But there’s more. Clark also touts more important benefits of BYOD—those that lead to better learning. “This change in practice (adopting a BYOD program) can evolve as the teachers allow themselves to become collaborators with their students in the learning process. When the students first bring in their technology devices, they are immediately engaged and want to explore all of the possible capabilities of the technology. This initial phase of exploration passes quickly as the students become more literate in their devices and learn how to connect them to the BYOD wireless network. The teacher and the students then begin to adapt their technologies to their current classroom practices.”
When we try to determine the level of engagement in our classrooms, we have to first define engagement. Although students may be “paying attention” to the teacher, are they engaged? Phillip Schlechty defines engagement as the level of attention and commitment students have in a lesson. Ritual compliance has been the goal inside of classrooms for many years. That belief that if students appear to be working and are not disrupting the class they are learning is past its time. What does engagement look like in your classroom? Are students compliant or truly engaged?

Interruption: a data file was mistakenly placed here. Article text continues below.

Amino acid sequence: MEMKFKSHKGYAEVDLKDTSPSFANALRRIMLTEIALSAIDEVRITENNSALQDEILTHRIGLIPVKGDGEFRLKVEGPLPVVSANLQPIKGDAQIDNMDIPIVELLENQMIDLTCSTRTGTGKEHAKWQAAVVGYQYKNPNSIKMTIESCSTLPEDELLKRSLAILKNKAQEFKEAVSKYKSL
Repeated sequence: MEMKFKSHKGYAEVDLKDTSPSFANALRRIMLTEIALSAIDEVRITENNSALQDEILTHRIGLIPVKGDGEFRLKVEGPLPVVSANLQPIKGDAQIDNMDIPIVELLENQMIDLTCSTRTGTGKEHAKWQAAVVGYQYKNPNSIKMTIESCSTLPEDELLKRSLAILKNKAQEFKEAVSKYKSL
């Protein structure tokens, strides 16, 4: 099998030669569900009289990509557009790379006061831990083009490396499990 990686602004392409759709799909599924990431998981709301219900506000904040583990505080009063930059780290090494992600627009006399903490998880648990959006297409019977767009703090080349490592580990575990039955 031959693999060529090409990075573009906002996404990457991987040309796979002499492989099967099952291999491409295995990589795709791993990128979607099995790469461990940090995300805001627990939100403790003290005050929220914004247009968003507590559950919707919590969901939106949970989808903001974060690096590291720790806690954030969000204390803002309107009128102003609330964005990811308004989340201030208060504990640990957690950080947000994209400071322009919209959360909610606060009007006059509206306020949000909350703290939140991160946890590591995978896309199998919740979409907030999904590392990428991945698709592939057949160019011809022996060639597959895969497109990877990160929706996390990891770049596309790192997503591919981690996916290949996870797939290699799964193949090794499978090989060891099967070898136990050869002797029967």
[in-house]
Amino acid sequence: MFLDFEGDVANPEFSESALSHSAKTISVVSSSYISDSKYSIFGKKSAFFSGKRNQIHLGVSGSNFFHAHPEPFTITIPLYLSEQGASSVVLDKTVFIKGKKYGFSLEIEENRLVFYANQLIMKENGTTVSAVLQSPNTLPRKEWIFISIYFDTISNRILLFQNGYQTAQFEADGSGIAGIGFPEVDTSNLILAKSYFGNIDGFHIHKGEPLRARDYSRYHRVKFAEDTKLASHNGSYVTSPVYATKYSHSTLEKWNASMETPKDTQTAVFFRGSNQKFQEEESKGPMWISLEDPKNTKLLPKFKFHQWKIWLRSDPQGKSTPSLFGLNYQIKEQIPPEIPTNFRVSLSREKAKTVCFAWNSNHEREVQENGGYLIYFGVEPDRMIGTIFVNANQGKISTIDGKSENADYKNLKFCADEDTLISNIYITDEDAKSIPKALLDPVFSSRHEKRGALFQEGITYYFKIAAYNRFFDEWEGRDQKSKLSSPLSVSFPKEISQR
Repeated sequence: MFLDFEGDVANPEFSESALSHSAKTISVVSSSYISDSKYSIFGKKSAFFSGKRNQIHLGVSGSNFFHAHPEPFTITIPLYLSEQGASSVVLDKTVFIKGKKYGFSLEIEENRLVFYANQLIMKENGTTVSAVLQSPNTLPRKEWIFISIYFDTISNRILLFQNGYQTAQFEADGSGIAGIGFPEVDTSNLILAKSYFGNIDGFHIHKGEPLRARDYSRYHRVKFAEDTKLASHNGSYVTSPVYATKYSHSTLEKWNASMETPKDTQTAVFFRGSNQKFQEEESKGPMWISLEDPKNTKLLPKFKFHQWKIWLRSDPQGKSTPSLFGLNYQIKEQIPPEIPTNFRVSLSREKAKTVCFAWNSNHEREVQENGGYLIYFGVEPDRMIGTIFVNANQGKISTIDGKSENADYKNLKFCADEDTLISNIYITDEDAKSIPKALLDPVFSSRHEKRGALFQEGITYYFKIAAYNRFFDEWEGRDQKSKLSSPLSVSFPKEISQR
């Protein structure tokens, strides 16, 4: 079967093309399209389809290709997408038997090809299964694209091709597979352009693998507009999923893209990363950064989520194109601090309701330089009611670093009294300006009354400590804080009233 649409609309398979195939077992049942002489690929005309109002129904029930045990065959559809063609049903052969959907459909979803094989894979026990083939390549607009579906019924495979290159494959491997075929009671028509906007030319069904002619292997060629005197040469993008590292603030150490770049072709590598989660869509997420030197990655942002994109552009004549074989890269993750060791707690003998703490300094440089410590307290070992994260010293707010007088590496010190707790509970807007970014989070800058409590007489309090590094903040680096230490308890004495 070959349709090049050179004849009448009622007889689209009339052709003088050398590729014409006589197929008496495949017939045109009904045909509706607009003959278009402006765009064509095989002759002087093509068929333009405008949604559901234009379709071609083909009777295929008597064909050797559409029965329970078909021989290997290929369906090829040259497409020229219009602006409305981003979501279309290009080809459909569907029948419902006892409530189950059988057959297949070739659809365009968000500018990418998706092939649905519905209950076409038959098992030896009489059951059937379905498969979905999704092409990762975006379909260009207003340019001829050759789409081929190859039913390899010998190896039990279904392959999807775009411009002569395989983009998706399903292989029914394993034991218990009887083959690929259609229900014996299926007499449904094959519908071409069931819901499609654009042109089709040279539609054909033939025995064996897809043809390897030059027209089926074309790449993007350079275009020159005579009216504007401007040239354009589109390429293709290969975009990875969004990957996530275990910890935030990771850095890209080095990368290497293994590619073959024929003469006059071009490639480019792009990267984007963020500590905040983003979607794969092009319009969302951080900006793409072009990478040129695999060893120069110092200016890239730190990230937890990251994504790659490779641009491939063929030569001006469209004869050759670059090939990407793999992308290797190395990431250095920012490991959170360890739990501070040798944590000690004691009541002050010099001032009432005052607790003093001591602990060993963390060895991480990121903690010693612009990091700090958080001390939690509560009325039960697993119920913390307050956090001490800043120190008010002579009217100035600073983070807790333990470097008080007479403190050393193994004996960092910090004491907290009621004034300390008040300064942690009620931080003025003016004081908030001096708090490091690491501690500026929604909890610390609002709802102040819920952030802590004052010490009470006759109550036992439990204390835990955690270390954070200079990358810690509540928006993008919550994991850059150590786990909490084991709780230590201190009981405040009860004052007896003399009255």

Reposted from the eBuyer Blog:
The last 20 years have arguably seen the biggest advances in education when it comes to technology in the classroom, with the introduction of computing and personal devices. As personal devices such as computers, laptops and tablets became cheaper, kids naturally became more familiar with the technology often surpassing the knowledge of their teachers or the curriculum.